Consider including foreground elements such as an interesting a tree or house into your scene. Just because you are shooting a sunset doesn't mean you only have to include the sun.
Foreground elements are often in the shade, while backgrounds are often brightly lit. Such scenes challenge all cameras and we may be tempted to try HDR to handle this much dynamic range, but HDR can look over-processed.
The foreground is underexposed but the sky is correct
The camera's automatic metering set the aperture to f/10 and shutter speed to 1/250 second which recorded the sky correctly as a light blue with bright white clouds.
Look for foreground objects in sunlight standing out against a shadowed background or vice versa. A tall mountain with an adjacent valley can provide this, as will staggered cliff faces.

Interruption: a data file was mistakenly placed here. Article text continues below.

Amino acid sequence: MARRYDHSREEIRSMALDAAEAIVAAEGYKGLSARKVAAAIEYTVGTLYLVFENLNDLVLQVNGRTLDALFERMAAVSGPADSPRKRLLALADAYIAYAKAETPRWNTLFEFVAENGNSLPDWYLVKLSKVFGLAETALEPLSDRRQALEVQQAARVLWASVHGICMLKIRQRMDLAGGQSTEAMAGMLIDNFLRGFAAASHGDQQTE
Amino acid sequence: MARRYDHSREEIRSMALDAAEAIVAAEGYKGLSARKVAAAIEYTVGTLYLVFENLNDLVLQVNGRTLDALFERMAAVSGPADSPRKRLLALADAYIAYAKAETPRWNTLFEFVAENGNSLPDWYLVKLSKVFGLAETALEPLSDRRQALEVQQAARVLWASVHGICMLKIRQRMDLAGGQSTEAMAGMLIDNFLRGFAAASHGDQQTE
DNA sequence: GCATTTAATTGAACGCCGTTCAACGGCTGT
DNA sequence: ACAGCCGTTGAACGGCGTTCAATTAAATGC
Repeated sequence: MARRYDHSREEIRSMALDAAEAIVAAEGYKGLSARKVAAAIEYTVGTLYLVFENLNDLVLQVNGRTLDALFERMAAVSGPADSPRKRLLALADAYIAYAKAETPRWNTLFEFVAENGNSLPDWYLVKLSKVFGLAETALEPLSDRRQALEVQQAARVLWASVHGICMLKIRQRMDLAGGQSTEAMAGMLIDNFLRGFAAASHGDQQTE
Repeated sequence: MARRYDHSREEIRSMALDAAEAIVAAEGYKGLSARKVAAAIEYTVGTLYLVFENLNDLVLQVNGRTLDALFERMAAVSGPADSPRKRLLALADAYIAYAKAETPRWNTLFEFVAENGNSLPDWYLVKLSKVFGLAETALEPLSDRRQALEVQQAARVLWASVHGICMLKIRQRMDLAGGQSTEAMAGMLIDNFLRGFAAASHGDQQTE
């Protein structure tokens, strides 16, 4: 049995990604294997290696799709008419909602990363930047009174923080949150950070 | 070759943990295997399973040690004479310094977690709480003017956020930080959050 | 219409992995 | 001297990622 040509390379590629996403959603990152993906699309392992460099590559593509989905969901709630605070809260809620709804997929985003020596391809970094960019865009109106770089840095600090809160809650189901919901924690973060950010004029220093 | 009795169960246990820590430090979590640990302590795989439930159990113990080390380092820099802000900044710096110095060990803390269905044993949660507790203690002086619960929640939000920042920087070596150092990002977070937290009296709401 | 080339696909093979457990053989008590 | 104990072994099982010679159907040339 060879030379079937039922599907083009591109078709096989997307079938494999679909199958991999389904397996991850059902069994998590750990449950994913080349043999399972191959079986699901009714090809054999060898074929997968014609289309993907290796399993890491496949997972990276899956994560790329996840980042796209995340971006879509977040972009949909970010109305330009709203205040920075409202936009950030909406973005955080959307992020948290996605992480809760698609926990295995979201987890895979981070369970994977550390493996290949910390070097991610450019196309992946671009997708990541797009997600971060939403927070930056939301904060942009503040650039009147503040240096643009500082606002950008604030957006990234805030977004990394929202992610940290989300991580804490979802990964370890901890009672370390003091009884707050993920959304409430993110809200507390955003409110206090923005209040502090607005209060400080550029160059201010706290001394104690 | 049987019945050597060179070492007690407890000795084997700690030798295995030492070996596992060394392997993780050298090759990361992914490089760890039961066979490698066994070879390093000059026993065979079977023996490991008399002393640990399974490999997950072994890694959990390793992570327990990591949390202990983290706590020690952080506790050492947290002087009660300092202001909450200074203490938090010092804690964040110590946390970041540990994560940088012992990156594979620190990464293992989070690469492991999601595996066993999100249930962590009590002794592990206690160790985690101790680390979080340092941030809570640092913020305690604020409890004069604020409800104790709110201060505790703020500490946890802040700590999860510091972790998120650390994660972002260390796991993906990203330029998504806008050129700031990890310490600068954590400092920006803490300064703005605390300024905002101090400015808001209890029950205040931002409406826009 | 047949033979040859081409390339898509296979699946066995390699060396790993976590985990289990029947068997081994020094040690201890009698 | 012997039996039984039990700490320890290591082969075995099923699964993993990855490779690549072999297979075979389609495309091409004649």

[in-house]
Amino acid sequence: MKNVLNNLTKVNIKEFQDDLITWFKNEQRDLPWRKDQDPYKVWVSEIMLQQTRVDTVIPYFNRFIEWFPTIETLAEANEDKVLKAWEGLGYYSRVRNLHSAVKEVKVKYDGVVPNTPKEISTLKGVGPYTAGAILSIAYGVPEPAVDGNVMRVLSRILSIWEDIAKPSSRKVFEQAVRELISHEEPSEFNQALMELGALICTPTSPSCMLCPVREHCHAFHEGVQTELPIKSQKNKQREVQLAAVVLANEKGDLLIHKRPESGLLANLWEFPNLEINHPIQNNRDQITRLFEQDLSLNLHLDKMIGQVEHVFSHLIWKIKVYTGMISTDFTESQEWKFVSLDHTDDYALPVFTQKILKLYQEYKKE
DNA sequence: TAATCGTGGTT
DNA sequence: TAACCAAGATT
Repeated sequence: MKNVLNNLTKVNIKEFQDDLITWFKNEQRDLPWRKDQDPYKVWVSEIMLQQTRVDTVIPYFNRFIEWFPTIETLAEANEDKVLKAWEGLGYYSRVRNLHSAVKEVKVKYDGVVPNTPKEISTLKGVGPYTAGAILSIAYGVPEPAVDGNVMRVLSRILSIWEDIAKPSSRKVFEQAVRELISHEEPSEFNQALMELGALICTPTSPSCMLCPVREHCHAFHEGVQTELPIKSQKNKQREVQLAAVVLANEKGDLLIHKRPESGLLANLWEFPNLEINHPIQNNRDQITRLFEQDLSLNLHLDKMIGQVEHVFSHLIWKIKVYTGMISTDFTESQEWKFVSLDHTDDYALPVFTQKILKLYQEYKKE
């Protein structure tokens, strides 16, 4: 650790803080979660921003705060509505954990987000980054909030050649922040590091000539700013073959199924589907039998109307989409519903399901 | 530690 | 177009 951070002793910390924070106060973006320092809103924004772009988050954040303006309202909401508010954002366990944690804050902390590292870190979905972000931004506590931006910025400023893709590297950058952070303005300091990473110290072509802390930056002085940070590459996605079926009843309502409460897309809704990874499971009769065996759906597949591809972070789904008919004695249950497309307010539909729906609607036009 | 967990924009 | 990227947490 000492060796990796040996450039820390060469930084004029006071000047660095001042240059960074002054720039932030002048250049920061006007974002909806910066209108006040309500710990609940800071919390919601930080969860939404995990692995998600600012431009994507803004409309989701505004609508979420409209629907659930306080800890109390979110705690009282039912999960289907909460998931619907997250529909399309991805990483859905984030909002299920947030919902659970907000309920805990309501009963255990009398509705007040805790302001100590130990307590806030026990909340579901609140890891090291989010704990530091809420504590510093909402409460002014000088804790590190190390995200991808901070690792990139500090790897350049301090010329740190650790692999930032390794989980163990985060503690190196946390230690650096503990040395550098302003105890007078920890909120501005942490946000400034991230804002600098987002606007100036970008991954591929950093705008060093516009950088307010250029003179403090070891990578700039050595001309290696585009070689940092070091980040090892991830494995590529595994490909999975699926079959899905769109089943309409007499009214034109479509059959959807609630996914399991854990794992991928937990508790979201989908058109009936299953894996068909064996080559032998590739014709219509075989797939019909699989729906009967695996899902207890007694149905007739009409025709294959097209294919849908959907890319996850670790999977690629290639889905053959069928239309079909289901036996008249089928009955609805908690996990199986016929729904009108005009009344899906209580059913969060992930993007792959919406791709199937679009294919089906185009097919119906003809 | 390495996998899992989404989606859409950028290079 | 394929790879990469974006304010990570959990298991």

EMPHASIZE FOREGROUND: When I photograph the landscape, my eye is constantly on the lookout for ways to make a foreground, middle ground and background come together. More often than not, this means including as little sky as possible.
Selecting Foreground and Background Colors ...134
Using Brushes and Pencils ...137
Specifying Tool Options ...139
Retouching Images ...145
Filling and Stroking Selections and Layers ...149
Using the Gradient Tool ...151
Drawing Shapes .
To see why foreground subject matter is so important, this can be illustrated by looking at what happens for two adjacent, overlapping photos which comprise a panorama. The two pink pillars below represent the background and foreground subjects.
Control the Foreground
In dirty water, a busy foreground is your friend.
The amount of foreground (in front of the subject) and background (behind the subject) that is acceptably sharp. Can be controlled by setting the Aperture.
Digital zoom ...
Improving your Foregrounds - Three Principles
If you want to add to the WOW! factor in your landscape photographs - read this